1) Market crash & asset bubbles, roughly every 10 years:  If an asset class inflated by credit does not generate enough cash to service the debt, divest. Even I had good enough sense to recognize the pig that was the housing bubble and liquidated every single stock investment a year before that crash. I constantly listen to CNBC and Bloomberg when driving (it annoys my girlfriend, she loves the Kesha).

2) Dumb ass investments – wanna build a restaurant to “entertain your friends?”  Did you hide your money in Cyprus or some equally bad socialist European nation? As soon as you made some money, did you buy a yacht or Porsche  to show others you’ve “made it?”

3) A bad marriage or catastrophic illness – divorce or bad partnerships will wipe out half your net worth. Doing such a thing twice will decimate even a $10 million fortune. Choose wisely, and stay healthy. Don’t race trains and avoid all AIDS situations.

I’m really tempted to model another Excel illustrating how riding market bubbles (bitcoin, anyone?), a fun night in Bangkok and a 50% shave from a bad divorce will affect your net worth. But in this scenario, AIDS will strike you down before I reach line 65… so my advice, which took me 90 minutes to formulate, would be wasted. Anyways, I hope I have been of assistance – thank you for listening and please comment!

How to get the attention of your favorite expert (taken from my favourite blog – iwillteachyoutoberich.com)

In Uncategorized on September 30, 2013 at 11:20 am

I know this woman who runs an online business. I like her a lot — she has a great product, she’s been covered in some great press, and when I’ve met her, she’s really fun to hang out with.

But her business is struggling. She doesn’t charge enough and she doesn’t know how to grow her business. On two occasions, I’ve heard her mention cashflow problems.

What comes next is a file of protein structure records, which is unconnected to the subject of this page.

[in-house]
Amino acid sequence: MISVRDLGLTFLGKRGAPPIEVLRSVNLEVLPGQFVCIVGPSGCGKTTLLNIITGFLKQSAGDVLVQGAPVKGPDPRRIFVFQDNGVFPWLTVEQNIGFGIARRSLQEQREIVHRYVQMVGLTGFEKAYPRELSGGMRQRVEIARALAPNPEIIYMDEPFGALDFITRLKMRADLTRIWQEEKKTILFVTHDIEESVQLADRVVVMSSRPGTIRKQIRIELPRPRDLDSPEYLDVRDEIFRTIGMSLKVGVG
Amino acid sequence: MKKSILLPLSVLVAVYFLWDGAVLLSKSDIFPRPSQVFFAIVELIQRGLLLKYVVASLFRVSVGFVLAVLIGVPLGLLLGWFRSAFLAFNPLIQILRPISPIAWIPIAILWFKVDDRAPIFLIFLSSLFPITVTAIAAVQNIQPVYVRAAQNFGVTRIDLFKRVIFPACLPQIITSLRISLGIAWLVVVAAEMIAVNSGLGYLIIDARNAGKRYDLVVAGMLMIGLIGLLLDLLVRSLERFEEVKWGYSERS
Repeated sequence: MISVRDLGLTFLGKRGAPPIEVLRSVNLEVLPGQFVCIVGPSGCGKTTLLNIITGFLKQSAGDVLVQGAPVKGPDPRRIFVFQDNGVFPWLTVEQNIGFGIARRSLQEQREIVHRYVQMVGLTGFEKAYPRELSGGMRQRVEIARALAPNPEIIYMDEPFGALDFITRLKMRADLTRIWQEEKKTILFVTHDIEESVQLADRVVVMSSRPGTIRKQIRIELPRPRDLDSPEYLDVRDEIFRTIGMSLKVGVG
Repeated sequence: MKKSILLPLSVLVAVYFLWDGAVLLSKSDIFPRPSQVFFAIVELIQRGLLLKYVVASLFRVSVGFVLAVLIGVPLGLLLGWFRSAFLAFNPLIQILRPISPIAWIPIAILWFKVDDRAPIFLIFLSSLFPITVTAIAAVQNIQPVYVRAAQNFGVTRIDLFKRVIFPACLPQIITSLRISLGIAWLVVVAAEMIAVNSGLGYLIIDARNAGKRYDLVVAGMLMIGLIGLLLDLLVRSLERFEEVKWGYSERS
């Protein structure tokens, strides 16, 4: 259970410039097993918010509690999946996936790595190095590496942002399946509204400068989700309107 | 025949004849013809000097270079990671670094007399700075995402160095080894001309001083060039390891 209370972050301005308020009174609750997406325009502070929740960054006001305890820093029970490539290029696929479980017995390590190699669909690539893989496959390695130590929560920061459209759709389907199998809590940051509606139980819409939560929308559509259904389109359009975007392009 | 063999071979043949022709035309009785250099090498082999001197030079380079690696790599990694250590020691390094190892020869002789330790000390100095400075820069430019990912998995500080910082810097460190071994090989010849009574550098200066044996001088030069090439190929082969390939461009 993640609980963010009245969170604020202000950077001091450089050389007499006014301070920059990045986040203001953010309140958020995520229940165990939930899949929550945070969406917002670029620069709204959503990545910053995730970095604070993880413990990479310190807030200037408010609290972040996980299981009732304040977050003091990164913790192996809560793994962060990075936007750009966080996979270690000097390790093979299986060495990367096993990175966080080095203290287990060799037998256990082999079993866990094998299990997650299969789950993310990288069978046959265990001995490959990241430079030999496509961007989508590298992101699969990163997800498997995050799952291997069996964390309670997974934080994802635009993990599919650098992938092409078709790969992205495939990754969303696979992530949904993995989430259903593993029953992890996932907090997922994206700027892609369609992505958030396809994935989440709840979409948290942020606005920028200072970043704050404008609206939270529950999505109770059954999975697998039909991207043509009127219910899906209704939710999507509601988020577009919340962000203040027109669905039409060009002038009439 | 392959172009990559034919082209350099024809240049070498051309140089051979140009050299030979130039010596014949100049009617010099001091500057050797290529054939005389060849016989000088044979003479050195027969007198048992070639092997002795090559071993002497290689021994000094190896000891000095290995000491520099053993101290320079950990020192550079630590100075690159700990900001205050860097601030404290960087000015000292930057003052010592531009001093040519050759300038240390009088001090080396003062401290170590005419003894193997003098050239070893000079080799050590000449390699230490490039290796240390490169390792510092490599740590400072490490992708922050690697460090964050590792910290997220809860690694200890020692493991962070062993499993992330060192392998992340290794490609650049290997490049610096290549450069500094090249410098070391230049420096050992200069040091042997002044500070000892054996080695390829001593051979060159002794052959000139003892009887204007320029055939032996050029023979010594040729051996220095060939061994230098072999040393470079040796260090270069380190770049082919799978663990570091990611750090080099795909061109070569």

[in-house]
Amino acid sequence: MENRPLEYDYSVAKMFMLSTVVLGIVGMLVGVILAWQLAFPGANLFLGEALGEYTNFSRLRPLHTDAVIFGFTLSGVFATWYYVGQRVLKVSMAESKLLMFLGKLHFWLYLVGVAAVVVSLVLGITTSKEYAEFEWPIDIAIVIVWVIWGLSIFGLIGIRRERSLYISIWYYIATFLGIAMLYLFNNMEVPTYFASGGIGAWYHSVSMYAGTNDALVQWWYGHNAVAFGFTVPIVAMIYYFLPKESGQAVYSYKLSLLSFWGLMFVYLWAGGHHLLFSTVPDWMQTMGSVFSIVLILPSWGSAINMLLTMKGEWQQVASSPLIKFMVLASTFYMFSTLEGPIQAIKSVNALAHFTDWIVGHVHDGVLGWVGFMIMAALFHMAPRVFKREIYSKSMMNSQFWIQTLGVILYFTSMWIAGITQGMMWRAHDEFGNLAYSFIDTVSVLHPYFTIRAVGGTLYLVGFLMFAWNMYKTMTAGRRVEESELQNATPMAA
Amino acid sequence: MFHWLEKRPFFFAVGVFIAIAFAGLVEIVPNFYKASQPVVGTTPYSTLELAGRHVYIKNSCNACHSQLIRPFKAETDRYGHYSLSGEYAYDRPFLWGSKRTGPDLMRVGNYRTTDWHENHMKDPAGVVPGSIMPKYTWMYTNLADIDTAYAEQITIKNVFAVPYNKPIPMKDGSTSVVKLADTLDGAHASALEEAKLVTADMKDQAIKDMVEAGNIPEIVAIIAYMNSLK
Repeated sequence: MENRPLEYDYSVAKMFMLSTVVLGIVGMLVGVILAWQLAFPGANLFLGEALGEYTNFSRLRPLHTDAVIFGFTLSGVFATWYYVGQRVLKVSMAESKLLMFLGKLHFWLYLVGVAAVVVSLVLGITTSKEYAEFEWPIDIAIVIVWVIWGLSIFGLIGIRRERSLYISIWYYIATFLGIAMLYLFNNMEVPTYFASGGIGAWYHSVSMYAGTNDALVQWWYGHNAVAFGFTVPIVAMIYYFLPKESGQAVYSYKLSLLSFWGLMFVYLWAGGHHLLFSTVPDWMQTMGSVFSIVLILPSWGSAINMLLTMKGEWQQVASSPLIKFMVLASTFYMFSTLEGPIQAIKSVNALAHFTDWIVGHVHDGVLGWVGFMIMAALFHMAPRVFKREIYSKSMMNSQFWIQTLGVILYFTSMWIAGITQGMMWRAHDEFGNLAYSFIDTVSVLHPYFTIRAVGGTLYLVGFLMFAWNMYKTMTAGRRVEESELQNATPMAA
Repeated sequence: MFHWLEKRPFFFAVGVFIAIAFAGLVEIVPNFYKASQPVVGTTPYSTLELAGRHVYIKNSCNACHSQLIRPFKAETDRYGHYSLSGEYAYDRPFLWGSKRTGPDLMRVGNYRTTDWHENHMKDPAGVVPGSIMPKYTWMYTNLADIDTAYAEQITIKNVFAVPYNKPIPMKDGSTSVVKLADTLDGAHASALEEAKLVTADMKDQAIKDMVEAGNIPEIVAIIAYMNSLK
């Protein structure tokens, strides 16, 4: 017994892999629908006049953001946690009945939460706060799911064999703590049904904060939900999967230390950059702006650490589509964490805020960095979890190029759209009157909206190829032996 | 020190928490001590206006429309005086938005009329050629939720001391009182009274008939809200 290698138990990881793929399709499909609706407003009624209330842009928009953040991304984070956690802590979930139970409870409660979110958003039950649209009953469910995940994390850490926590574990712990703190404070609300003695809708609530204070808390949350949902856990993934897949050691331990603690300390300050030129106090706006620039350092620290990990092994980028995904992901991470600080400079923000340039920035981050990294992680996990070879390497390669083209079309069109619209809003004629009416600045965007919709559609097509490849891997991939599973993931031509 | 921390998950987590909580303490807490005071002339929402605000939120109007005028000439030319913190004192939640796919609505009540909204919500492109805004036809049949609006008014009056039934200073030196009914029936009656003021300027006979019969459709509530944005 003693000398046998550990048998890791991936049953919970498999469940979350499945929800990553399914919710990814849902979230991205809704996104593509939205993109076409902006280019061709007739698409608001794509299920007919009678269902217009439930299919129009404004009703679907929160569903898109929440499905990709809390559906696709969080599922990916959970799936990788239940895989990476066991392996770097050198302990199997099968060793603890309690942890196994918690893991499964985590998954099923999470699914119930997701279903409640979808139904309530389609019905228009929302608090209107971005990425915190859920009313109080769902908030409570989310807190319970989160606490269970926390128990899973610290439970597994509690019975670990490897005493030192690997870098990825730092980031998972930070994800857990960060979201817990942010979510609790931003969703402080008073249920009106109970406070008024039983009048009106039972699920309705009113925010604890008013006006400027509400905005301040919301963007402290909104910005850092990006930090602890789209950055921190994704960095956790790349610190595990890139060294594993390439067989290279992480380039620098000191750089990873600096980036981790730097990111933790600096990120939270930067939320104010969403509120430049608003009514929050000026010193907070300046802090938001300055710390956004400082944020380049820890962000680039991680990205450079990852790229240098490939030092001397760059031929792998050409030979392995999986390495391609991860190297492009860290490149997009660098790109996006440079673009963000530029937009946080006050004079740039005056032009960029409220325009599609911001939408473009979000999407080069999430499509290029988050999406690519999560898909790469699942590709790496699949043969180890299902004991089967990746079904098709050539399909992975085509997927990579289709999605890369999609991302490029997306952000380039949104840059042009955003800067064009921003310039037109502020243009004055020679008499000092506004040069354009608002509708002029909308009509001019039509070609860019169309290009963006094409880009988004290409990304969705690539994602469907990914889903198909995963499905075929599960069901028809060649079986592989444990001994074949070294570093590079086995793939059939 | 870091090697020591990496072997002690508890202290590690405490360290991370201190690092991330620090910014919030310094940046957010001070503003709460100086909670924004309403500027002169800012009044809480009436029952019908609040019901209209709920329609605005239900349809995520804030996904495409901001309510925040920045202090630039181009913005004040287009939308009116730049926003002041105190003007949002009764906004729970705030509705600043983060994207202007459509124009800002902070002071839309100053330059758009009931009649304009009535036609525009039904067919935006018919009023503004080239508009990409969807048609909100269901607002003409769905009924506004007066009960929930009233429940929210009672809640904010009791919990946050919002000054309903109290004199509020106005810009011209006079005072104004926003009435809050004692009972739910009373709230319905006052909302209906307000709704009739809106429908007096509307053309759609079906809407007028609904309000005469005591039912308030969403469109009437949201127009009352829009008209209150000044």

Here’s the interesting part: Looking at her business, I know how she could easily quadruple it in 2 months. (I know because I did exactly the same thing with mine.) And I would love to help her, free, as a friend.

It would be presumptuous for me to call her and tell her what to do. But if she reached out, I would be HAPPY to help. In fact, I wish she would ask!

Why don’t we ask for help?

For a lot of us, we’re worried about “annoying” the busy person.

Sometimes, we hate feeling obligated.

But no matter what, we’re shooting ourselves in the foot. The worst someone can say is “No.” But what if connecting to a busy person could give us ONE answer — just 1 — that could change the trajectory of our lives?

There is a better way.

To show you how, today I’ve invited my friend Selena Soo to share her strategies for connecting with busy VIPs. Sometimes, they might give you a 1-line email response. Other times, they’ll take you under their wing for life.

Selena has done a masterful job connecting with journalists, entrepreneurs, and authors. Not like a sleazy person handing out business cards at a bar, but in a totally authentic way. For example, when I wasn’t sure where to host an event in NYC, she knew the exact place to do it. When I needed to hire someone to help with a business challenge, she pointed me to the right person.

Today, she’ll show you how to connect with busy people and tap into their networks and expertise.

Take it away, Selena.

*     *     *

How do you get a CEO, TV producer, or potential mentor to write back to your email, and say yes to your request?

The most powerful people, who can open up doors for you, are also the busiest people. Before even having their morning coffee, they open their email to see dozens — if not hundreds — of requests that have already started pouring in.

Even if you don’t get 1,000 emails per day like Ramit, I imagine you’re also struggling with the flood of information and to-do’s that land in our inboxes daily. In fact, the average corporate employee receives and sends 105 emails per day.